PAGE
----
Budget & Saving

The Financial Diary of a Hispanic Millennial: What I’ve Learned

February 27, 2014 : Jose Fulgencio – Guest Contributor

Ed note: One of the intriguing parts of personal finance is that it is indeed personal. We all grow up with different ideas about money and learn different things from our friends, family and teachers. Jose Fulgencio reflects on his experience and shares advice for other Latino Millennials.

I am a young professional, a Latino and a member of the Millennial generation. But growing up in a household where neither of my parents graduated from high school nor had adequate financial literacy, I did not know what it meant to invest, save or appreciate the power of a dollar.

As the Hispanic American population continues to grow, so of course does the number of young Hispanic Millennial professionals. Yet that up-and-coming group faces similar challenges when it comes to investing, saving and knowing how to properly spend money because, like in my experience, most of our parents grew up as individuals living from paycheck to paycheck.

With this background in mind, here are two main challenges young Hispanic Millennials face when it comes to our financial mindset.

  1. The Hispanic Millennial grows up not knowing what a true investment is. Instead of stocks, bonds or 401(k)s, things like cars with rims or platinum chains are framed as good investments that will help increase wealth. Many parents of Hispanic Millennials spend their money on unnecessary luxuries, such as jewelry, lavish parties and expensive cars that they cannot afford, causing them to live from paycheck to paycheck. The lack of investment knowledge and poor spending habits are passed down to their children. Overcoming this perception is an obstacle.
  2. Some parents of Hispanic Millennials believe that education is a waste of time and brings no real value because it does not immediately add to household income. This mentality is rooted in their experience growing up in their home country where kids were viewed primarily as workers. Many current parents brought that philosophy with them to the U.S., meaning that countless Hispanic Millennials enter the workforce believing that money today is more important than money tomorrow.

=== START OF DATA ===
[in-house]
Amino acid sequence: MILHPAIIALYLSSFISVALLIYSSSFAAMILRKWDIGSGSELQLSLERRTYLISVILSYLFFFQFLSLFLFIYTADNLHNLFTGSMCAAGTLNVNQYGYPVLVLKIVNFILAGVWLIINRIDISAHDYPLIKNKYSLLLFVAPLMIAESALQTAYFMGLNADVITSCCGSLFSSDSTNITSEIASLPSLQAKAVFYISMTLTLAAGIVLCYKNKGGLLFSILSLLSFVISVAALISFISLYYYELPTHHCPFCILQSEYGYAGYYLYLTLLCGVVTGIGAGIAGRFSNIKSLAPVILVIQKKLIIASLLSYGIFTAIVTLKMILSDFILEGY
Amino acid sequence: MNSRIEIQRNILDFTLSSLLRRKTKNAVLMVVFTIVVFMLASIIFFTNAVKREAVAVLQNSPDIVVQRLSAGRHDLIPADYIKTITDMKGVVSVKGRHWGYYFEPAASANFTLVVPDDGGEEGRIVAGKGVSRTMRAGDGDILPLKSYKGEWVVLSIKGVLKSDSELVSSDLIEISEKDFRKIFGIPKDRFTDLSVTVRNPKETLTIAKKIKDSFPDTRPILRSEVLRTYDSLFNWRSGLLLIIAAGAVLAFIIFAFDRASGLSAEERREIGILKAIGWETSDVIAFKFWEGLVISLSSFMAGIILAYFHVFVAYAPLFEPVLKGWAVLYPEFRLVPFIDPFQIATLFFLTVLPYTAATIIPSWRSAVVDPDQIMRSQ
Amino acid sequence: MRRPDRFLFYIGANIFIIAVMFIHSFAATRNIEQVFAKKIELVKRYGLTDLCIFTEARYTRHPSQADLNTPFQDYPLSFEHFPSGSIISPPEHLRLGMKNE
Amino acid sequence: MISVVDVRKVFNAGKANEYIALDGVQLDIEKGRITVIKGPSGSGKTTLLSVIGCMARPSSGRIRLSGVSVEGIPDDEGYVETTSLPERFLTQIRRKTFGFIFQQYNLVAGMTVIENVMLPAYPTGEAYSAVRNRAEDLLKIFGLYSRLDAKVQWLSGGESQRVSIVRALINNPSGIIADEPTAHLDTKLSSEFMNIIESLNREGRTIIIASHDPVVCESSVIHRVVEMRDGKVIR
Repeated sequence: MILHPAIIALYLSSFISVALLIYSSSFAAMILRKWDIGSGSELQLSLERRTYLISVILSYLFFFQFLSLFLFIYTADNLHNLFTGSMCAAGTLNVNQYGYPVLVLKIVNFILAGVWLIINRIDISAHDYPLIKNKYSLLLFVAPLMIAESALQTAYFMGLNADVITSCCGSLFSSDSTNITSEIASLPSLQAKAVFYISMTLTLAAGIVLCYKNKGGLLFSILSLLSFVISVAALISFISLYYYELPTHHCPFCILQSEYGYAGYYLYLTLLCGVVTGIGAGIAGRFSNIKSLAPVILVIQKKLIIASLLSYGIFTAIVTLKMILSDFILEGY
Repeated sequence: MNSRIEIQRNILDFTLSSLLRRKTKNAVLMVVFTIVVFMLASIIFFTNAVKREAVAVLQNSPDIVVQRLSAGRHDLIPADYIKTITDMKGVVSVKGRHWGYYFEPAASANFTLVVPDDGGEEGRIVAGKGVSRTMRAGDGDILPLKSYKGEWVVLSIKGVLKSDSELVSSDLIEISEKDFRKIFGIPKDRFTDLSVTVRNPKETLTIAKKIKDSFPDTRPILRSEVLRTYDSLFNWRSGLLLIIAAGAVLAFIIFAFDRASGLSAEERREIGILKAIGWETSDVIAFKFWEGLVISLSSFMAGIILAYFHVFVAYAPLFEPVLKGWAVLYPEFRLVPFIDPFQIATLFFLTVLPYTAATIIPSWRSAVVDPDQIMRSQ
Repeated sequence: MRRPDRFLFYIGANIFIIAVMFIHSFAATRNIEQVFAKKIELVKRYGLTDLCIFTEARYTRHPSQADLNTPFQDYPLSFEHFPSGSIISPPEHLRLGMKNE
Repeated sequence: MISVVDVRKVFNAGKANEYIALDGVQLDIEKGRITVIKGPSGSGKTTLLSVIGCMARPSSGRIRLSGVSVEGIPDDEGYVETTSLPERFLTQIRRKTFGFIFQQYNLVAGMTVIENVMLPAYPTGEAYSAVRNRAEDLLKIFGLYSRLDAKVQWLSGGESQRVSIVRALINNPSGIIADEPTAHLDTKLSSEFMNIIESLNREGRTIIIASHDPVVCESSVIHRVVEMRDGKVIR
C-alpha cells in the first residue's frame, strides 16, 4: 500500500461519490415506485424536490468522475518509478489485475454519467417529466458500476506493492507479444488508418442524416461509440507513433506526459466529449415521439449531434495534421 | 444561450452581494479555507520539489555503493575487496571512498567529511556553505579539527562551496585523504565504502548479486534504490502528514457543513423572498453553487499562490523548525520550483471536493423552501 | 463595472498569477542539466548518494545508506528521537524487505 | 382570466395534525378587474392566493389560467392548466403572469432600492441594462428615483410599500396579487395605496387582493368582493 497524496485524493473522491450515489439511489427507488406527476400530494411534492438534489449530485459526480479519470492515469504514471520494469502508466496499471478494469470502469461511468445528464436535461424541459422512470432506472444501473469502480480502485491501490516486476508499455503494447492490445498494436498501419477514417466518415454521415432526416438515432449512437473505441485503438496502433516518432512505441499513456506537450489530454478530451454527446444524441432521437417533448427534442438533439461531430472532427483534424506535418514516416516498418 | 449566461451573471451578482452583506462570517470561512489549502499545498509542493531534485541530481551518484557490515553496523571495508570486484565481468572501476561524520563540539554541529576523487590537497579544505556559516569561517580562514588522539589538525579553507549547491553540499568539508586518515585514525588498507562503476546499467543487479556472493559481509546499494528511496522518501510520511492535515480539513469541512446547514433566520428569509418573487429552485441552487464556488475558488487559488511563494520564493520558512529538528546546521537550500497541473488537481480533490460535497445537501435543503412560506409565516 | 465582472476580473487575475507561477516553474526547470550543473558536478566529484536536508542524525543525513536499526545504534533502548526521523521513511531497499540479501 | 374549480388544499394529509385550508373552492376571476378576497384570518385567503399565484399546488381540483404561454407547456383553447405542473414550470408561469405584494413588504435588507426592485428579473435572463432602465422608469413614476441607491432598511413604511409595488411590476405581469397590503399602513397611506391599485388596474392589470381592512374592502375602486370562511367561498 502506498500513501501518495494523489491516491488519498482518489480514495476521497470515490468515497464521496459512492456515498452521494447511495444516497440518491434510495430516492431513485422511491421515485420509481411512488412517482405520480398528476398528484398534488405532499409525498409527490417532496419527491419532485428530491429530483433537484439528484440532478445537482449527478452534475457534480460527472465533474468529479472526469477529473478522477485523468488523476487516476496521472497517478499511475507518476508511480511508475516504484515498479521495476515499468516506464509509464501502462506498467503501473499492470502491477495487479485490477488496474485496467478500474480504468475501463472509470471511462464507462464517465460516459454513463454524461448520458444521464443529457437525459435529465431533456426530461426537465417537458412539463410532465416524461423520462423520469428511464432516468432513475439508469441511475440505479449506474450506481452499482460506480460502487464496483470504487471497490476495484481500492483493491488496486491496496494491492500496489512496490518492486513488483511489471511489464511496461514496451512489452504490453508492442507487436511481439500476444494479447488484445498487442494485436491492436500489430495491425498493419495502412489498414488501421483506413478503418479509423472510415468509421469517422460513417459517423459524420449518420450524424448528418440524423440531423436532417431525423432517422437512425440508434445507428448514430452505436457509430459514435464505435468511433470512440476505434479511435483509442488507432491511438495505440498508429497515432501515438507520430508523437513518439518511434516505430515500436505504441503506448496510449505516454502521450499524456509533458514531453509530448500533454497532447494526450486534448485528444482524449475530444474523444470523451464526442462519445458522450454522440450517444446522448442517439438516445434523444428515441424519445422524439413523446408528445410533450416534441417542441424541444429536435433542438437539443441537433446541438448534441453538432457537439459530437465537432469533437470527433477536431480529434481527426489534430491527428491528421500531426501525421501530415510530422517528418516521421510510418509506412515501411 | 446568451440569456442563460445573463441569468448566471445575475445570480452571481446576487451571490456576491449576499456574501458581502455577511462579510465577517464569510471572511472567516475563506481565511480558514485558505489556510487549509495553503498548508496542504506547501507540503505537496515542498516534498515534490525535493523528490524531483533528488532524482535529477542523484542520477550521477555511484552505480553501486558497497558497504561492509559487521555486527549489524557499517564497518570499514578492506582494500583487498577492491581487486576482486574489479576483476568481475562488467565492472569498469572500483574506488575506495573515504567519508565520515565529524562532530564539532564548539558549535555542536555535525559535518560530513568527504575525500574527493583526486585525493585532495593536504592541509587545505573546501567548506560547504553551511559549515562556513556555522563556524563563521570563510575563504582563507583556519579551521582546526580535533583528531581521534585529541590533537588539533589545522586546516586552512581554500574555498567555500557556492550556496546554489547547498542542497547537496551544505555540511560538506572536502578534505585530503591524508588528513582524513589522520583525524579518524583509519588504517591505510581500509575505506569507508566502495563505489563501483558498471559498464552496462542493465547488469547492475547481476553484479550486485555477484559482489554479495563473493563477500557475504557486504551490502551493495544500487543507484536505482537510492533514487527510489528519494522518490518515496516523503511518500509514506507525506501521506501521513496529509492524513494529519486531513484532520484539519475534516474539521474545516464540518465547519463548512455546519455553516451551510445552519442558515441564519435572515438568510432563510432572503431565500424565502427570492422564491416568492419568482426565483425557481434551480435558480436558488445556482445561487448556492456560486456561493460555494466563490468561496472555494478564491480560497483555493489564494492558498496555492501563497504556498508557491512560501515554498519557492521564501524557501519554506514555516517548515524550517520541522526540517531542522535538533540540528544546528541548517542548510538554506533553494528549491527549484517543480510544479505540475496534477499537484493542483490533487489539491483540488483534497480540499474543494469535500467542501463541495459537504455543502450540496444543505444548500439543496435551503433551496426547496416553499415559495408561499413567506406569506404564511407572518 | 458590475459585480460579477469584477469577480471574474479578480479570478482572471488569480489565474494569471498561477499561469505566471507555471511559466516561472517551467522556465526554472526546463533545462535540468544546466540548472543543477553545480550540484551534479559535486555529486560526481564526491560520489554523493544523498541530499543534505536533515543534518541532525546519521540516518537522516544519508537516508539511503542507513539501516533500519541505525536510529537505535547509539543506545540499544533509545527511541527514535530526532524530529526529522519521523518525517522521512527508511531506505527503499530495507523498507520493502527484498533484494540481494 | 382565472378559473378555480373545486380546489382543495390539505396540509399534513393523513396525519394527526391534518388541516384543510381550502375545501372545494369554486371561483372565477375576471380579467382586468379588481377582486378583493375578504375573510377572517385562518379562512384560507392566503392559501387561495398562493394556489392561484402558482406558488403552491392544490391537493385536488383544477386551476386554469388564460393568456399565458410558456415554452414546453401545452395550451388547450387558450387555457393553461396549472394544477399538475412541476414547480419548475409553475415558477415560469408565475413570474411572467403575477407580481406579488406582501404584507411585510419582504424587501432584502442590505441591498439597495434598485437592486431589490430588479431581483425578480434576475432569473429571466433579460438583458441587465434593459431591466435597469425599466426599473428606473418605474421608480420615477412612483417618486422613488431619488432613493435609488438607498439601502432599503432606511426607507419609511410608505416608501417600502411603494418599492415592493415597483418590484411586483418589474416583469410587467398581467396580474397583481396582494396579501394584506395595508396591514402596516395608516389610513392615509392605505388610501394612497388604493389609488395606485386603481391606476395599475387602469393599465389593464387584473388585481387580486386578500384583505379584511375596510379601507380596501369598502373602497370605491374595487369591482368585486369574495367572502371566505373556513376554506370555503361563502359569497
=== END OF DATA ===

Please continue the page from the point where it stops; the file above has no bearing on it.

From my experience so far, here are two tips for my fellow Hispanic Millennials to overcome these challenges and to avoid a paycheck-to-paycheck lifestyle:

  1. Do whatever you can to invest in your education today because it can lead to a more prosperous financial future. If you haven’t gone to college and are working, money may be coming in today, but your growth prospects are limited. Most likely, your current income lends itself to a paycheck-to-paycheck lifestyle. Payday loans and credit cards seem like easy ways to ease the burden, but they only add to the hole.
  2. Know that investing is a long-term project and not a fast-track way to get rich. Focus on investing your income properly and consult with professionals to understand the risks involved. Purchasing a car you can’t afford and adding rims or a sound system may seem cool now, but it is not a wise investment for the long run.

Investing money may seem like part of a distant future you can’t currently see and payday loans may seem like an easy solution to get by for another day. But if you believe this and you’re living from paycheck to paycheck, think about why that may be. Is it because of your parents’ example? Or is it a lifestyle you chose and feed into? As I continue to grapple with these questions, I encourage my fellow Hispanic Millennials to also seek honest answers and join me on the path to financial success.

Jose Fulgencio – Guest Contributor

Jose Fulgencio – Guest Contributor

Oye Help Me

Jose is a lecturer at Oklahoma State University – Oklahoma City Campus and at the University of Central Oklahoma. Jose is the founder of The Oye Help Me Series, which is the “Go-to-College" resource for young Latinos. Find out more about Jose by visiting www.oyehelpme.net.

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